6.S078: Fine-Grained Algorithms and Complexity -- Spring 2018

Instructors: Virginia Vassilevska Williams and Ryan Williams
Time: Monday/Wednesday 2:30pm--4pm, 36-156
Office Hours: TBA
Piazza page: PIAZZA.


In traditional computer science theory, the typical problems considered "hard" are problems such as Boolean Satisfiability that are NP-Hard and maybe even require exponential time to solve. This course considers problems that have already been deemed "easy", i.e. those that are known to have polynomial time algorithms and thus for which NP-hardness says nothing. The best known algorithms for many easy problems have high runtimes and are rarely used in practice. Improving these running times has been a longstanding open problem, with little to no progress. It is thus completely plausible that these algorithms are optimal. However, developing unconditional lower bounds seems nearly impossible with current techniques. A new, conditional theory of hardness has recently been developed, based around several plausible conjectures. The theory develops interesting reductions between seemingly very different problems, showing that the reason why the known algorithms have been difficult to improve is likely the same, even though the known runtimes of the problems of interest might be very different. The course will deal with this "fine-grained complexity" theory. We will see many reductions, and also connections to classical circuit complexity theory. We will also develop intriguing algorithmic techniques that achieve surprising improvements for a variety of problems. The course will be heavily research-oriented with lots of open problems, and it will introduce you to new ways of thinking about existing theory.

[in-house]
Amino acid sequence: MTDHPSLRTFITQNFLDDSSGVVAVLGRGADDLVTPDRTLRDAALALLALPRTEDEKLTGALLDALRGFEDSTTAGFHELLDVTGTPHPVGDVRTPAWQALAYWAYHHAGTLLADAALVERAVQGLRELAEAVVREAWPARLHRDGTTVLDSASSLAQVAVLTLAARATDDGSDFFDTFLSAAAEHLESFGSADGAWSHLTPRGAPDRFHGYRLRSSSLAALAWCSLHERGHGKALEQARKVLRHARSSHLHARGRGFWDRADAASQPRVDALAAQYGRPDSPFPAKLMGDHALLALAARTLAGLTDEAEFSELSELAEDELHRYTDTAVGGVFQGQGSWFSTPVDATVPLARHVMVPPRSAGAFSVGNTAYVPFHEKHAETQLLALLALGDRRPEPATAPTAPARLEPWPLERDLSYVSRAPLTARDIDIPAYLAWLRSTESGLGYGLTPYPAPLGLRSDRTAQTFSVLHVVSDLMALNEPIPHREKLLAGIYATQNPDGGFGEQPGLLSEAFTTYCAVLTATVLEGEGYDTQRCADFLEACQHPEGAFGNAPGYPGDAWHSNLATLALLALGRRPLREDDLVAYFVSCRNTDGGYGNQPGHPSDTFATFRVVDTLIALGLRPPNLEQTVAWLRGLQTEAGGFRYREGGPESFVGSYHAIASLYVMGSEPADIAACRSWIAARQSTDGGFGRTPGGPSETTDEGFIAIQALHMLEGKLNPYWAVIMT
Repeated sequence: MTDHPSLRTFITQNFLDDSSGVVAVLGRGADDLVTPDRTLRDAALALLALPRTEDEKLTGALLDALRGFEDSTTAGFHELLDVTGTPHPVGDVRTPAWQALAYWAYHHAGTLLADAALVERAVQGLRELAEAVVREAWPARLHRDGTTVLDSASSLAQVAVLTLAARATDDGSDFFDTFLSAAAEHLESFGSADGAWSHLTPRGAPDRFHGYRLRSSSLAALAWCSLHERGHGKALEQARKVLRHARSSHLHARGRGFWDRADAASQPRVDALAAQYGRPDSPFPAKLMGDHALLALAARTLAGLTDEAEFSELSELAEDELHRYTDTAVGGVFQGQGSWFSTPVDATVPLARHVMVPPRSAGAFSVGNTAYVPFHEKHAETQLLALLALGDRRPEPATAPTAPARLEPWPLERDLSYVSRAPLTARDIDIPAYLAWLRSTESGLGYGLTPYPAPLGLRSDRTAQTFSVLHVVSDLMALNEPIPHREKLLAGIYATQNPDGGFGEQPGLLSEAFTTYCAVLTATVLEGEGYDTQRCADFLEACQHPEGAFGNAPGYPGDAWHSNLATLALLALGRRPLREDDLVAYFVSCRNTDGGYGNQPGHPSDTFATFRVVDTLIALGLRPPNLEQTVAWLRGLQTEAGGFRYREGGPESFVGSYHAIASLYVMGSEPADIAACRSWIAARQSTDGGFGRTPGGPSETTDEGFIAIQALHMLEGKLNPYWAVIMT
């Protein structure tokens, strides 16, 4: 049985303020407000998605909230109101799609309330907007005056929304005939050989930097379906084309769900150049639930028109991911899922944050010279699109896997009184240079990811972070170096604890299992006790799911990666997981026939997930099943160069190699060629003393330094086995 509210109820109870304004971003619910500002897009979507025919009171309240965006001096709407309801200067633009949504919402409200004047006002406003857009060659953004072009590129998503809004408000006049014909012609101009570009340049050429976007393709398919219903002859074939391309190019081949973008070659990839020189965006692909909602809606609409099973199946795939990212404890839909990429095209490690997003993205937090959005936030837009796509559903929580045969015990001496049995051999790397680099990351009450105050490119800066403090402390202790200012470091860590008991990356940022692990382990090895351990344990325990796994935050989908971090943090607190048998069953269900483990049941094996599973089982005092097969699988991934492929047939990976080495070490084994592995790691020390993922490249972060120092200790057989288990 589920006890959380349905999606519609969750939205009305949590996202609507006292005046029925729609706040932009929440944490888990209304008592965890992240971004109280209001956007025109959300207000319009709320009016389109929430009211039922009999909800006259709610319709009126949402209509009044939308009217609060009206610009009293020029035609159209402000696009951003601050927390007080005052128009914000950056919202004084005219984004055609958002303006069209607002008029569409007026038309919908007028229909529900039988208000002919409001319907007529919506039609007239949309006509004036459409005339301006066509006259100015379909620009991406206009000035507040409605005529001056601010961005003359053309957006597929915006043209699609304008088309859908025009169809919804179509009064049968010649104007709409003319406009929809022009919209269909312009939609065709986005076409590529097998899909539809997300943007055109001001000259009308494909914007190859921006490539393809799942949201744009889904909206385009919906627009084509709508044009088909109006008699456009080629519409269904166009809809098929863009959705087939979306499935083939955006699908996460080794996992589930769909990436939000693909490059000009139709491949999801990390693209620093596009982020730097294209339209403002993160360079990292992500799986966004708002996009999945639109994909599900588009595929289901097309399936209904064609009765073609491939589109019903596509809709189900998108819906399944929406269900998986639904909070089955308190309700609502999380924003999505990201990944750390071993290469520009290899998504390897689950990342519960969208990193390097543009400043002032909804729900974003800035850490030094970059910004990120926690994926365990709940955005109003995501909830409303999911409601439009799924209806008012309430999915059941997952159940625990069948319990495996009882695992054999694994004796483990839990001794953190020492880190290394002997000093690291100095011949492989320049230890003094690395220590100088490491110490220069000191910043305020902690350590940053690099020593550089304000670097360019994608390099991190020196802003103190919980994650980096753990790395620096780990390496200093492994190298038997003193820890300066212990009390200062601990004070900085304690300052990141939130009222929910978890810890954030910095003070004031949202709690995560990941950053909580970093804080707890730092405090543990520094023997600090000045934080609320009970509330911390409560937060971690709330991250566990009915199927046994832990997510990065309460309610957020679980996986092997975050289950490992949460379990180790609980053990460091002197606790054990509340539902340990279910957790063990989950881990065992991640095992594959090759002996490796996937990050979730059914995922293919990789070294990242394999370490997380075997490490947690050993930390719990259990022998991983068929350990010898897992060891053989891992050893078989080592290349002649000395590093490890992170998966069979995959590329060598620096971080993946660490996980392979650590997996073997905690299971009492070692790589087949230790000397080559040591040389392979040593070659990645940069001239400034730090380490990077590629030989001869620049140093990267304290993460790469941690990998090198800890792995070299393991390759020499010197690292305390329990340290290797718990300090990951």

Workload for this course:

Prerequisites: This is an advanced course, meant for upper level undergraduate students and beginning graduate students, but it is open to anyone. Good familiarity with algorithmic concepts and good mathematical maturity is necessary. We will try to recall the concepts needed along the way. Prerequisite: 6.046 or equivalent course. There is no textbook for the course, but we will have lecture notes and will catalogue additional reading material as we go.

Announcements: Upcoming topics (the rough plan: subject to change!)